If you are a town real estate observer, last week was the time of month when you typically look for the major data releases which detail how residential sales and prices performed in the previous month. Local observers weren’t disappointed: last Tuesday, the key National Association of Realtors® report came in right on schedule, with national media interpretations appearing close on its heels.
The NAR decreed that September’s existing-home sales numbers, which showed a 4.7% increase from the month before, indicated a resumption of the momentum that had momentarily faltered. The seasonally adjusted annual rate of 5,550,000 completed transactions was hailed as a strong rebound, marking the twelfth consecutive month of year-over-year increases.
Realty Today agreed that the “more than expected” sales pace “suggests that the housing market continues to show strength compared to the rest of the economy.” In fact, the increase did contradict expectations from some observers. Their school of thought had been based on the common sense conclusion that if residential real estate price rises continue to outpace wage growth—as it has—the pace of sales would certainly slow. That prediction ran head-on into these latest figures. So much for common sense.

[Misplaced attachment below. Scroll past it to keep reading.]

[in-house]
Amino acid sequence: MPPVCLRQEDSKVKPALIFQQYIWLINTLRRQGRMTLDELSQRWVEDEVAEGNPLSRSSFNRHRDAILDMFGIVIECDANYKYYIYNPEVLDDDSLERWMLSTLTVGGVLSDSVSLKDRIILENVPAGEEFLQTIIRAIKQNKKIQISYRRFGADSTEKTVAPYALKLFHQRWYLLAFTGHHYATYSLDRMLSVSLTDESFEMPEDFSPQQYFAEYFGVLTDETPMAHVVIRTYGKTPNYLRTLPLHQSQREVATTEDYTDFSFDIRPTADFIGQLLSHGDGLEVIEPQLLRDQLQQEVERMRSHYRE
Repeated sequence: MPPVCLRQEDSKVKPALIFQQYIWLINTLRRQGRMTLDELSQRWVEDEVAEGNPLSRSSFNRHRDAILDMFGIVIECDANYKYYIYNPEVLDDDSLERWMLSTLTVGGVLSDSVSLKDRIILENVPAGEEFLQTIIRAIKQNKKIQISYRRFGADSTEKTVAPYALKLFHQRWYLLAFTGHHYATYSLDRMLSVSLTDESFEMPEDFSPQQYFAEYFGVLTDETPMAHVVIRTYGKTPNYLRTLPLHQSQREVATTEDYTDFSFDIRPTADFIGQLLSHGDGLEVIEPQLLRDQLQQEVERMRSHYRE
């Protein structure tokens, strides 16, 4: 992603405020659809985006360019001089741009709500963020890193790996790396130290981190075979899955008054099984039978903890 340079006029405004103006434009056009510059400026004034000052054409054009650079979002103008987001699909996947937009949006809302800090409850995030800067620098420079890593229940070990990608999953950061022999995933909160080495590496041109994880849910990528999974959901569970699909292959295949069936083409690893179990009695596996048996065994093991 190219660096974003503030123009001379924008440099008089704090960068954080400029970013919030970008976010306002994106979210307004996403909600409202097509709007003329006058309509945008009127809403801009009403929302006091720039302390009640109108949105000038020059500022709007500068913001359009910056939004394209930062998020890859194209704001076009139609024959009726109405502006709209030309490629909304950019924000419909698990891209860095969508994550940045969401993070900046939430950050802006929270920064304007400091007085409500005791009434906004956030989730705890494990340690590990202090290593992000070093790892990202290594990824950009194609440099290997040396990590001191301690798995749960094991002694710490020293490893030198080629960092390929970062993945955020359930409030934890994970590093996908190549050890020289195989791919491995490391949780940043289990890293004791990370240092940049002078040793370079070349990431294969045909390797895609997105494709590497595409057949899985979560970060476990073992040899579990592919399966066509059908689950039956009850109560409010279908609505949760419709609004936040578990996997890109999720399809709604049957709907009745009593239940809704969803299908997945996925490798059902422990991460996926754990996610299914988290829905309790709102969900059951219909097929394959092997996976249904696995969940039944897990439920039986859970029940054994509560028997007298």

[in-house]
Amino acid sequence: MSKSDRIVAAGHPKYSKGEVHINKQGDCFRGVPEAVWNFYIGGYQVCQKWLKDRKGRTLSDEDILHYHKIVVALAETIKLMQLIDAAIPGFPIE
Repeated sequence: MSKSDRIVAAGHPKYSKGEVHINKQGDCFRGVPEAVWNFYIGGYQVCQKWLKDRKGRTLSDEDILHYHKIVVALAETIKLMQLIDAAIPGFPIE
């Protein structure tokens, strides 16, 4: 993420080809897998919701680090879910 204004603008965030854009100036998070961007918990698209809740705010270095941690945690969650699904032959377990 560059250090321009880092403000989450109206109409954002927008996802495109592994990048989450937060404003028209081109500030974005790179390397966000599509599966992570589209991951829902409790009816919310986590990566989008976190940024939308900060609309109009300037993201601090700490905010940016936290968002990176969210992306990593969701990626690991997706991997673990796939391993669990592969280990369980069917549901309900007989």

The financial press, which views real estate news from their own perspective, had a slightly different take—one that was equally positive. “Good news abounds,” wrote CNN Money. “After years of flunking, the American housing market finally merits a B+ grade.” The financial publication’s ebullience was based on data which indicated that building activity was picking up “at the fastest pace since the recession.” That meant that the real estate sector had turned an important corner, with “the housing market…finally starting to be a real boost to the U.S. economy—and stock market—instead of a drag.”
The Wall Street Journal gave area real estate watchers an even more upbeat takeaway—going so far as to apply the rarely-invoked ‘surge’ word…twice! “U.S. Existing Home Sales Surge in September,” greeted WSJ readers on Wednesday. It was “a big increase” that put the real estate “market back on track for its strongest year since 2007.” Elsewhere, over the picture of a North Dakota roofer hard at work, another headline blared, “Home Construction Rebounds Amid Surge in Multifamily Units.” With all that ‘surging’ going on everywhere, local readers might have begun to worry about keeping their balance…
But they needn’t have worried—economic writers wouldn’t be performing as expected if they didn’t include at least some hand-wringing. The Journal didn’t disappoint on that score, either. They found one economist, Richard Moody, who complied. “I have this list of things that worry me about how we can sustain this,” he fretted.
If you are a current or prospective area homeowner, national real estate performance is of more than passing interest. I’m here to help you transform your own personal town real estate projections into real performance!